Section 56 Exclusion of matters from legal proceedings etc.

 (1) No evidence may be adduced, question asked, assertion or disclosure made or other thing done in, for the purposes of or in connection with any legal proceedings or Inquiries Act proceedings which (in any manner) –

(a) discloses, in circumstances from which its origin in interception-related conduct may be inferred –

(i) any content of an intercepted communication, or
(ii) any secondary data obtained from a communication, or

(b) tends to suggest that any interception-related conduct has or may have occurred or may be going to occur.

 

Discussion

The Court held that the appellants were ‘simply wrong’ to submit that the Court must first consider section 4(4)(a) of the 2016 Act and determine whether a message was intercepted while being transmitted. If such interception had been found to occur, the appellants averred that the Court could not then go on to consider whether a message or communication was also being stored at the same time as being transmitted under section 4(4)(b).  Rejecting these submissions, the Court reminded the parties that the conjunction connecting sections 4(4)(a) and 4(4)(b) of the 2016 Act is ‘and’, not ‘or’.  The Court also confirmed that the language used in section 4(4)(b) is ‘clear and unambiguous in its meaning’ and that ‘It extends to all communications which are stored on the system, whenever that might occur’ (emphasis added).  Despite the criticism of the appellants’ submissions, they seemingly directed the Court to consider the statutory question of whether the communications were stored in or by the system at the time when they were intercepted.

Dove J concluded that the communications were extracted directly from the handset of the user and not while they were being transmitted to, through or from any other part of the EncroChat system. The Court agreed with this finding and concluded that the communications were downloaded from the storage within the EncroChat systems. The Court provided a comparison to the writing and posting of a letter in order to explain their narrow interpretation of the term ‘being transmitted’ within section 4(4)(a).  It was detailed that although there may be many acts that are critical to enabling a transmission (such as writing the letter and placing it in a stamped envelope), it is only the final act of posting the letter that involves it being transmitted by a system. For the purposes of EncroChat communications, the Court detailed that transmission takes place after a communication has been put into its final form by the computer. It was held that a transmission is then complete once the recipient’s device receives and decrypts it. The Court confirmed that at the time they were intercepted by the French Authorities, the EncroChat communications were not being transmitted but were stored in or by the EncroChat system. These communications were therefore deemed admissible under the 2016 Act.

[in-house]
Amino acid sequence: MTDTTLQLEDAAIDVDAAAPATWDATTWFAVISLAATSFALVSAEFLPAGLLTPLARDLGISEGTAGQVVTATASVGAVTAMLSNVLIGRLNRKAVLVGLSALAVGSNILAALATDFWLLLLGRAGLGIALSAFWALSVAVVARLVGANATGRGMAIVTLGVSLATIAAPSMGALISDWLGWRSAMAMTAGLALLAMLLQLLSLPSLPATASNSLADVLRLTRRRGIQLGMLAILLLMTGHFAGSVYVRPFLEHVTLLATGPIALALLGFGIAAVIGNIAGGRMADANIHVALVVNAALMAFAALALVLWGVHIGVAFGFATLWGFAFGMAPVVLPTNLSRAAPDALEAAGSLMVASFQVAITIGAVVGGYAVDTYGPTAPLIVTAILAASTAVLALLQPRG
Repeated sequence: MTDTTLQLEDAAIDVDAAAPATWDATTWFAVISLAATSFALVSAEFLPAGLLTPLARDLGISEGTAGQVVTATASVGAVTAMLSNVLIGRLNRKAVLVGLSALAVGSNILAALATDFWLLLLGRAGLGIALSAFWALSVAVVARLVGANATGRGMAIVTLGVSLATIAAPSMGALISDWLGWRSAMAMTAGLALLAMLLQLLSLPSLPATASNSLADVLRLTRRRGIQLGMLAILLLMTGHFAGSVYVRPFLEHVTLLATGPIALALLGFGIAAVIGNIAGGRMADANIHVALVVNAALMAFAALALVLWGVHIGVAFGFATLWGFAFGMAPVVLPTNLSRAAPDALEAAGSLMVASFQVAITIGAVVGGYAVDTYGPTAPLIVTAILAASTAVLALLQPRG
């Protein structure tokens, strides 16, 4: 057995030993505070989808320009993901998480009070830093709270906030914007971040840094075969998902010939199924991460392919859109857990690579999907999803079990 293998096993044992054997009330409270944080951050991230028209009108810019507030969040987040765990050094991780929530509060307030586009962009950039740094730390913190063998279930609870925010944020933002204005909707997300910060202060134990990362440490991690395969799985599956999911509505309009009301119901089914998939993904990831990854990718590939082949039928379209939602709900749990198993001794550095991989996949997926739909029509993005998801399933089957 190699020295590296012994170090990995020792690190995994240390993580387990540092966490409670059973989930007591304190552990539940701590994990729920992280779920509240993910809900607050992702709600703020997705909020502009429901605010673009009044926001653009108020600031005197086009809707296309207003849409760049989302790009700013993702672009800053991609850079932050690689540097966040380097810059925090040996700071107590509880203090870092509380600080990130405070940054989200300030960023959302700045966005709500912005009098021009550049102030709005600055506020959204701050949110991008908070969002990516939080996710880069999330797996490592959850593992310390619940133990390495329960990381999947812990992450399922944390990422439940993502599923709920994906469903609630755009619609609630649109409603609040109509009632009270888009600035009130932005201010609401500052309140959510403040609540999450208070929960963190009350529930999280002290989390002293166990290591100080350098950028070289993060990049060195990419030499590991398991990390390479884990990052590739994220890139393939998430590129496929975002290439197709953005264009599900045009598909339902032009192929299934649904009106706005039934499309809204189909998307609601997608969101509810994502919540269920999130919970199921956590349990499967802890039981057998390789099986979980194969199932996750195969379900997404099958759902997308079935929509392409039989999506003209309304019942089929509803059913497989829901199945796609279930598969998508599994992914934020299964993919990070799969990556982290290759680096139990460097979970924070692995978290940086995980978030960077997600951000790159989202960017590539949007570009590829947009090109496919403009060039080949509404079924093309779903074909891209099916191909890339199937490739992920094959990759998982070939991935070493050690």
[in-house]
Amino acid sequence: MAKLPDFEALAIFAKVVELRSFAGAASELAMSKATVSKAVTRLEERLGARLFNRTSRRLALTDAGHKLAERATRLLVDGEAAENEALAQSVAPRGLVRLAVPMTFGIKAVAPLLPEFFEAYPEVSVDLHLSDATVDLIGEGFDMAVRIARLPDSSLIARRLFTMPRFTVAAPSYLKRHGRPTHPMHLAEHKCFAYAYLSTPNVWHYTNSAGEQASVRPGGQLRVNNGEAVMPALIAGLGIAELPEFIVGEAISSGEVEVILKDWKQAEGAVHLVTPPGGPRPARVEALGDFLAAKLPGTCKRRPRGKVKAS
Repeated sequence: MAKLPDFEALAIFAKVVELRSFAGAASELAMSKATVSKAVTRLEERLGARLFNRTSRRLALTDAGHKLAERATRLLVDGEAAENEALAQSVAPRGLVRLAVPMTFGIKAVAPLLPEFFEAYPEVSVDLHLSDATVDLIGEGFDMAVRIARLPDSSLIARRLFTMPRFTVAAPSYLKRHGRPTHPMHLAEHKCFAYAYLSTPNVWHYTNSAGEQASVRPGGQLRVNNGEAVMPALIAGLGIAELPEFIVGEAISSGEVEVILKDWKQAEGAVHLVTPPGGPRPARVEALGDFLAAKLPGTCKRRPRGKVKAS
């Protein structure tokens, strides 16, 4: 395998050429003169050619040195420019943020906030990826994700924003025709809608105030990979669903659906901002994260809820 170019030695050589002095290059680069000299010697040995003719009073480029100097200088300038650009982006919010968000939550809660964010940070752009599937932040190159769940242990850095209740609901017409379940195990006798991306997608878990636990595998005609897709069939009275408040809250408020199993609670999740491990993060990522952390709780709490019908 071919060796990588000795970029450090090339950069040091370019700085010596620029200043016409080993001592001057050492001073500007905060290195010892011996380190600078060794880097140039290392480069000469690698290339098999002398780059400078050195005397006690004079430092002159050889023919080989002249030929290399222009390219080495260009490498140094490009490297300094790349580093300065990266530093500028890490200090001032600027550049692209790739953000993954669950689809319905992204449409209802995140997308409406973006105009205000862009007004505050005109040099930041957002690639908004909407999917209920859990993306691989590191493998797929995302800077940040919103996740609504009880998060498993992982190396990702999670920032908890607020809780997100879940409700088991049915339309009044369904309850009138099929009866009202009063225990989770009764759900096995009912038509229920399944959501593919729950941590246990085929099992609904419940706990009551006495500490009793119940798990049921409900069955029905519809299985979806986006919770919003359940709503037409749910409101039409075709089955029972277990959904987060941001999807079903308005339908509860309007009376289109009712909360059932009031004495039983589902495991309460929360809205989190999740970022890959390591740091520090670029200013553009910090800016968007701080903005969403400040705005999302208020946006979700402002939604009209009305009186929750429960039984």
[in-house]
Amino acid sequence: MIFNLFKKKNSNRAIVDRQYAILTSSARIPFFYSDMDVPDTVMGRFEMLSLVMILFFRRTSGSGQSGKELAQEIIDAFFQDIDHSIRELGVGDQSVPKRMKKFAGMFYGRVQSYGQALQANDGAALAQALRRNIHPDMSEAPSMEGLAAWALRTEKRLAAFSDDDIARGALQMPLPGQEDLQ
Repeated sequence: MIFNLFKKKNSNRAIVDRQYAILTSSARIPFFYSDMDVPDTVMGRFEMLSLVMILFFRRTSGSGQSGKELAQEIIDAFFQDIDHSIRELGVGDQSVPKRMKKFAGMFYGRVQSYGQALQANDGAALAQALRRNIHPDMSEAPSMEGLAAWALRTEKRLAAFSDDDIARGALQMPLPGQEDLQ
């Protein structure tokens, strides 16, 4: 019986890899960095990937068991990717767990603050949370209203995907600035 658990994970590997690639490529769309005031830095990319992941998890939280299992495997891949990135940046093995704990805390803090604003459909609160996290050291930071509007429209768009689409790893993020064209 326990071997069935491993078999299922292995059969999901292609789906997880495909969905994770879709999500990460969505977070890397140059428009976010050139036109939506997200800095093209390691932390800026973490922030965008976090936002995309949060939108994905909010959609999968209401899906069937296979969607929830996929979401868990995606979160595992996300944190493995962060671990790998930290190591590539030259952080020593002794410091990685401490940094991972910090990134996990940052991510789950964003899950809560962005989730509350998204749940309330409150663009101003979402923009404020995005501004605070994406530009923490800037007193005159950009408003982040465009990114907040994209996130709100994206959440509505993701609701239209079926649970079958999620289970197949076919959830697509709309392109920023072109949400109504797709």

Albeit this ruling may prove fatal for some defendant’s cases – depending on the degree to which the messages explicitly reveal criminality –  there may be scope for the issue to be revisited in the future. The Court was satisfied by the appellants’ assertion that no-one who gave evidence before Dove J knew exactly how the French Authority’s malware worked. If information regarding how the malware operates became available in future, this could be capable of challenging the categorisation of EncroChat material as being intercepted at the time they are “stored in or by” an EncroChat system contrary to section 4(4)(b) of the 2016 Act.

 

Rebecca Erkan-Bax